It got snubbed by the Academy and many critics dissed on Kaufman’s epic tragicomic (as Wikipedia calls it) but I loved every sad sordid symbolic second. Philip Seymour Hoffman as the literally crumbing playwright Cayden Cotard builds sets inside of sets inside a ginormous warehouse recreating
2. WALL-E (Dir. Andrew Stanton)
Such a dark dystopian premise for such a cute heartwarming movie that plays beautifully like sci-fi Chaplin. Wall-E (I’m sure you well know but I’ll tell you again anyway) is a garbage compacting robot left behind on Earth hundreds of years from now who falls in love with a search probe (who by design looks like a large iPod) sent by the Buy N Large Corporation. It doesn’t sound like the sort of stuff that would make one swoon but Pixar yet again proves they can do anything from making rats lovable (and here that extends to cockroaches) to making us believe robots can love. An animated instant classic as my original review proclaimed.
3. SLUMDOG MILLIONAIRE (Dir. Danny Boyle)
There’s been an odd mini comment war on my original review of this delightful yet edgy Mumbai success story, which goes to show that this was one of the most talked about and vital movies of the year. It’s an amazing spectacle from start to finish with protagonist taking us through his hard knock life by way of a glittery game show – the Indian version of Who Wants To Be A Millionaire. As the comments on my post suggest, some folks could’nt get past the violence or what they thought was an inaccurate cultural depiction but dammit, I thought it was a stone cold blast! I’ll bet (again literally) it’ll win Best Picture at the Oscars.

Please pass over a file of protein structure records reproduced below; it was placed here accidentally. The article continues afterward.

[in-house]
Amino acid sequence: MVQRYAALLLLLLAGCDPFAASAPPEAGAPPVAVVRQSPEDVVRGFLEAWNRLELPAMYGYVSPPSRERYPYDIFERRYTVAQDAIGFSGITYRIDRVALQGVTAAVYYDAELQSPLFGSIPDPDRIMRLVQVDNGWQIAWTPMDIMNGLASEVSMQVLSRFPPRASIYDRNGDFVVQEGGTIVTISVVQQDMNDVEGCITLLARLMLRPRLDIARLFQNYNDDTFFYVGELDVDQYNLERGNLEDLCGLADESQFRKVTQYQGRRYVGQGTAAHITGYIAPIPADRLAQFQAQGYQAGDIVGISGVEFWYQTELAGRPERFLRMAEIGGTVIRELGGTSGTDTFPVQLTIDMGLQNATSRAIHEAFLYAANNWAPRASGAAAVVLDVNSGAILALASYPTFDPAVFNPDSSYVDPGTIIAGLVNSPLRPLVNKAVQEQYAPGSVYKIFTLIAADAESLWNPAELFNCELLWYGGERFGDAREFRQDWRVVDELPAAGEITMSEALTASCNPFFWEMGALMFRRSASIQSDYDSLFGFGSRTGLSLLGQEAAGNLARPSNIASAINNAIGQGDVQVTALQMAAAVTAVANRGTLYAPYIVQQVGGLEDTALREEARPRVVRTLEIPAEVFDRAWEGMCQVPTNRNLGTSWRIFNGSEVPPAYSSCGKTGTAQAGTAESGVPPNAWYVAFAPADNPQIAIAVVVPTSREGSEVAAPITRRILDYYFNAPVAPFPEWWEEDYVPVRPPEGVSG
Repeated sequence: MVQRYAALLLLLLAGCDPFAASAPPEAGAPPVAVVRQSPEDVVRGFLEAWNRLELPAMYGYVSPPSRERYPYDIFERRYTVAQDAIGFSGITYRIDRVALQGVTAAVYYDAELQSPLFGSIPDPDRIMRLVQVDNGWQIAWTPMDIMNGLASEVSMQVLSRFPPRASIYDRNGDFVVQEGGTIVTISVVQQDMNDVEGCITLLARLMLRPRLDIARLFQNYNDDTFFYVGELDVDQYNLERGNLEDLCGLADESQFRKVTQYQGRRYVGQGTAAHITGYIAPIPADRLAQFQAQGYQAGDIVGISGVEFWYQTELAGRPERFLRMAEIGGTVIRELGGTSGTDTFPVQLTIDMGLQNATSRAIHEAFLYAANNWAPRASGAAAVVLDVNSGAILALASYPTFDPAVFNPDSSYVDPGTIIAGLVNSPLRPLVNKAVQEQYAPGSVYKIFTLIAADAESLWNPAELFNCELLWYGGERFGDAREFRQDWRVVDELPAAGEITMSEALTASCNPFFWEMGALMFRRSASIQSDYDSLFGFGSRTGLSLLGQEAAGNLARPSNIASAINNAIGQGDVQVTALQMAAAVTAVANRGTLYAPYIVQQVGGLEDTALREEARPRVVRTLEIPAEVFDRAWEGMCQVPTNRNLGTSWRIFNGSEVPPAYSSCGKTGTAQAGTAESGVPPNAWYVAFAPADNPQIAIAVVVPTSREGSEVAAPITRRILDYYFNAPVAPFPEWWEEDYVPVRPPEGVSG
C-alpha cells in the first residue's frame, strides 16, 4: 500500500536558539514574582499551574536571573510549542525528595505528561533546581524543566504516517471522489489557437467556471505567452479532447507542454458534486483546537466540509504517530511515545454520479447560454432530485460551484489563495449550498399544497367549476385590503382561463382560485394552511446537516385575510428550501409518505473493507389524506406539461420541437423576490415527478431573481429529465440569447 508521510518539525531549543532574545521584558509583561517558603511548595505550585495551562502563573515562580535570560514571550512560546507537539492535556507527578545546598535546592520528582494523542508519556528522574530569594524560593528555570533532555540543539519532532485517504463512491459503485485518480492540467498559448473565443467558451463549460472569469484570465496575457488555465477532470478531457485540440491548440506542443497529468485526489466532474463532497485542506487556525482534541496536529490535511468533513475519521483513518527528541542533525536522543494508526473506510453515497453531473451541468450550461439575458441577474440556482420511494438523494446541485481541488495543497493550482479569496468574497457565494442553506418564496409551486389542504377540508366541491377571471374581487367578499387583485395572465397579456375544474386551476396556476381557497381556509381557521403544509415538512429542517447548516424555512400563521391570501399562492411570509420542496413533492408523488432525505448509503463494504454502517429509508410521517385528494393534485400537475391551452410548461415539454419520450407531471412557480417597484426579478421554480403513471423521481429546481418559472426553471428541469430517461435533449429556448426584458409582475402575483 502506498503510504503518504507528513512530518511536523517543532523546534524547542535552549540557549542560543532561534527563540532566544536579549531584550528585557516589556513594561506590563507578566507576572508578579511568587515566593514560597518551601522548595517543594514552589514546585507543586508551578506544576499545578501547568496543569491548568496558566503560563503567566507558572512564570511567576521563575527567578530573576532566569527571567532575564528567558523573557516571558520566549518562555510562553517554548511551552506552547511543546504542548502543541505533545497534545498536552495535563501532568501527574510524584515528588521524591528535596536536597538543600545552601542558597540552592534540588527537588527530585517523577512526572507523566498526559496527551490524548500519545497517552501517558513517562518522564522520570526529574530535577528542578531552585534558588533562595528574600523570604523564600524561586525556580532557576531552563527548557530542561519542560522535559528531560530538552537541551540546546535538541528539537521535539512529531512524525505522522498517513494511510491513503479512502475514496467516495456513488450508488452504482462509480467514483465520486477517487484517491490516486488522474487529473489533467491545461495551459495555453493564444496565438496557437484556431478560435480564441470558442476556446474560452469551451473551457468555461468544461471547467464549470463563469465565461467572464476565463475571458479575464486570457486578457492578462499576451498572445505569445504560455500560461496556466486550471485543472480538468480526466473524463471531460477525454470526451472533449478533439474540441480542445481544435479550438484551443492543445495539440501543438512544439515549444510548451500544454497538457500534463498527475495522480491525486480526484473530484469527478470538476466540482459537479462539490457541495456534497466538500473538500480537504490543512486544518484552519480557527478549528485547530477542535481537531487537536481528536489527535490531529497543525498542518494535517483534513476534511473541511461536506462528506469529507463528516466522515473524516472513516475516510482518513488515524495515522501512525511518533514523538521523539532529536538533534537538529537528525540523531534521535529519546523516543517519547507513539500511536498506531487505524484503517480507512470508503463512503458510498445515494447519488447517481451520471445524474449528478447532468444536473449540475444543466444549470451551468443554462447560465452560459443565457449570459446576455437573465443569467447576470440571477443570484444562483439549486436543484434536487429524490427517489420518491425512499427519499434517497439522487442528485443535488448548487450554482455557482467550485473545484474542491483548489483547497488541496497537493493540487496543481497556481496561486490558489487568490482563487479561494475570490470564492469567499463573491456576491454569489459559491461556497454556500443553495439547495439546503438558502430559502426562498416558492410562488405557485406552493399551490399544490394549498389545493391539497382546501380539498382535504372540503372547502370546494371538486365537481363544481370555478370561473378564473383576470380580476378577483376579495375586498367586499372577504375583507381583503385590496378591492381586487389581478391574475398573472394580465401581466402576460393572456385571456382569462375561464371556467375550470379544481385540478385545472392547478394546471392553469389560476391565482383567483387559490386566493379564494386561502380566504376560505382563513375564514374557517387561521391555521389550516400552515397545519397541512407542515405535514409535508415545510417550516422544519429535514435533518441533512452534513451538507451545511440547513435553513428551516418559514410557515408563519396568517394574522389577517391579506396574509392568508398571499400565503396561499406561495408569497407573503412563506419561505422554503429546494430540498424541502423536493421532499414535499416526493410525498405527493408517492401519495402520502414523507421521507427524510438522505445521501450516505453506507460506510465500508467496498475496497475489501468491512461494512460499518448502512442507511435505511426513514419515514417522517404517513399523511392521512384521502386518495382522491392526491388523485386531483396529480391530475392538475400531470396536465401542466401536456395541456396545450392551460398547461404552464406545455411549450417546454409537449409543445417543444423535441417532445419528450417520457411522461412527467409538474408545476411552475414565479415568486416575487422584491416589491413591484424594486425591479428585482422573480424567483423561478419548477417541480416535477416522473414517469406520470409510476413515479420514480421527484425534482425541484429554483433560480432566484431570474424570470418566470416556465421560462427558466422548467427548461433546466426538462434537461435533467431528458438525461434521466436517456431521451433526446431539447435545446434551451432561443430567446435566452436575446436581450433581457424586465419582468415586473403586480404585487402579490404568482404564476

4. FROST/NIXON (Dir. Ron Howard) Nice to see Opie Cunningham take a break from the dumb DaVinci Codage and revisit his old 70’s stomping ground to take on everybody’s favorite nemesis – Nixon. These were definitely not Happy Days though for the impeached President (played magnificently by Frank Langella) making a $huge$ deal for a series of TV interviews with the slickly ambitious David Frost (Michael Sheen) while in self-imposed exile in